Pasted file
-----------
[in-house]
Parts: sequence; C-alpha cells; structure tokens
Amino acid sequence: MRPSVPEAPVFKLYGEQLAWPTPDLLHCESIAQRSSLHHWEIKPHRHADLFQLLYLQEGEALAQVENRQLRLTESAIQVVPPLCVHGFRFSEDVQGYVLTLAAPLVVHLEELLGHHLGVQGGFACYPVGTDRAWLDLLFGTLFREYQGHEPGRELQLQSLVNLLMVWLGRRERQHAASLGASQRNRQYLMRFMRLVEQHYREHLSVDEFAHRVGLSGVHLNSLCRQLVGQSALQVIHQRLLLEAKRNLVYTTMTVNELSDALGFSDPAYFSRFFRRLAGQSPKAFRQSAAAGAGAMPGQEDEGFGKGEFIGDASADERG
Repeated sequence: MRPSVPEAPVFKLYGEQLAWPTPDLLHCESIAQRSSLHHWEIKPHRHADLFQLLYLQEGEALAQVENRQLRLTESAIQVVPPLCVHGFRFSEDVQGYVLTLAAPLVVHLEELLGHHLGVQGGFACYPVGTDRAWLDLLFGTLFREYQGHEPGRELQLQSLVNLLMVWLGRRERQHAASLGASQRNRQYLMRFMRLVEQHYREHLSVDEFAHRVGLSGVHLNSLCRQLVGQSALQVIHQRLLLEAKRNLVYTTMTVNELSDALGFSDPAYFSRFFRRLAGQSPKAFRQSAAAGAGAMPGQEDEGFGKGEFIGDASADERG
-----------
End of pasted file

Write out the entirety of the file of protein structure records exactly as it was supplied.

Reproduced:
[in-house]
Parts: sequence; C-alpha cells; structure tokens
Amino acid sequence: MRPSVPEAPVFKLYGEQLAWPTPDLLHCESIAQRSSLHHWEIKPHRHADLFQLLYLQEGEALAQVENRQLRLTESAIQVVPPLCVHGFRFSEDVQGYVLTLAAPLVVHLEELLGHHLGVQGGFACYPVGTDRAWLDLLFGTLFREYQGHEPGRELQLQSLVNLLMVWLGRRERQHAASLGASQRNRQYLMRFMRLVEQHYREHLSVDEFAHRVGLSGVHLNSLCRQLVGQSALQVIHQRLLLEAKRNLVYTTMTVNELSDALGFSDPAYFSRFFRRLAGQSPKAFRQSAAAGAGAMPGQEDEGFGKGEFIGDASADERG
Repeated sequence: MRPSVPEAPVFKLYGEQLAWPTPDLLHCESIAQRSSLHHWEIKPHRHADLFQLLYLQEGEALAQVENRQLRLTESAIQVVPPLCVHGFRFSEDVQGYVLTLAAPLVVHLEELLGHHLGVQGGFACYPVGTDRAWLDLLFGTLFREYQGHEPGRELQLQSLVNLLMVWLGRRERQHAASLGASQRNRQYLMRFMRLVEQHYREHLSVDEFAHRVGLSGVHLNSLCRQLVGQSALQVIHQRLLLEAKRNLVYTTMTVNELSDALGFSDPAYFSRFFRRLAGQSPKAFRQSAAAGAGAMPGQEDEGFGKGEFIGDASADERG